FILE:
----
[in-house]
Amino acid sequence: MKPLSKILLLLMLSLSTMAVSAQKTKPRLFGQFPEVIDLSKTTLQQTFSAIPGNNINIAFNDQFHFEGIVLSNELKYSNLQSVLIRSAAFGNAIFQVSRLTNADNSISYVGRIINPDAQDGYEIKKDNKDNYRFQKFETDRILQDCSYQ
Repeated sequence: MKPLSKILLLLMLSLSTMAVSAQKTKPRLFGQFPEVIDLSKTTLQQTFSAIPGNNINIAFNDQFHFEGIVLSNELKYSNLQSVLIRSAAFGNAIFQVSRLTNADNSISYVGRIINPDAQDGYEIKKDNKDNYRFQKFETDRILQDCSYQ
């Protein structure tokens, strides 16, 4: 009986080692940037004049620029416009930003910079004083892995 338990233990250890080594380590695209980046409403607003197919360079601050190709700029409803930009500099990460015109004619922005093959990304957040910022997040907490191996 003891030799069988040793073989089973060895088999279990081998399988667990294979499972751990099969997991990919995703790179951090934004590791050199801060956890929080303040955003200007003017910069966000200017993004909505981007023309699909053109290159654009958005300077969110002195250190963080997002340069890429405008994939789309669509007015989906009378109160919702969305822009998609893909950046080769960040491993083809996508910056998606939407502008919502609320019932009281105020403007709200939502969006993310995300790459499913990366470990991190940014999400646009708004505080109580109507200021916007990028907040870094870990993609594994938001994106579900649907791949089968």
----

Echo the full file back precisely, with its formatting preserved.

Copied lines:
[in-house]
Amino acid sequence: MKPLSKILLLLMLSLSTMAVSAQKTKPRLFGQFPEVIDLSKTTLQQTFSAIPGNNINIAFNDQFHFEGIVLSNELKYSNLQSVLIRSAAFGNAIFQVSRLTNADNSISYVGRIINPDAQDGYEIKKDNKDNYRFQKFETDRILQDCSYQ
Repeated sequence: MKPLSKILLLLMLSLSTMAVSAQKTKPRLFGQFPEVIDLSKTTLQQTFSAIPGNNINIAFNDQFHFEGIVLSNELKYSNLQSVLIRSAAFGNAIFQVSRLTNADNSISYVGRIINPDAQDGYEIKKDNKDNYRFQKFETDRILQDCSYQ
């Protein structure tokens, strides 16, 4: 009986080692940037004049620029416009930003910079004083892995 338990233990250890080594380590695209980046409403607003197919360079601050190709700029409803930009500099990460015109004619922005093959990304957040910022997040907490191996 003891030799069988040793073989089973060895088999279990081998399988667990294979499972751990099969997991990919995703790179951090934004590791050199801060956890929080303040955003200007003017910069966000200017993004909505981007023309699909053109290159654009958005300077969110002195250190963080997002340069890429405008994939789309669509007015989906009378109160919702969305822009998609893909950046080769960040491993083809996508910056998606939407502008919502609320019932009281105020403007709200939502969006993310995300790459499913990366470990991190940014999400646009708004505080109580109507200021916007990028907040870094870990993609594994938001994106579900649907791949089968």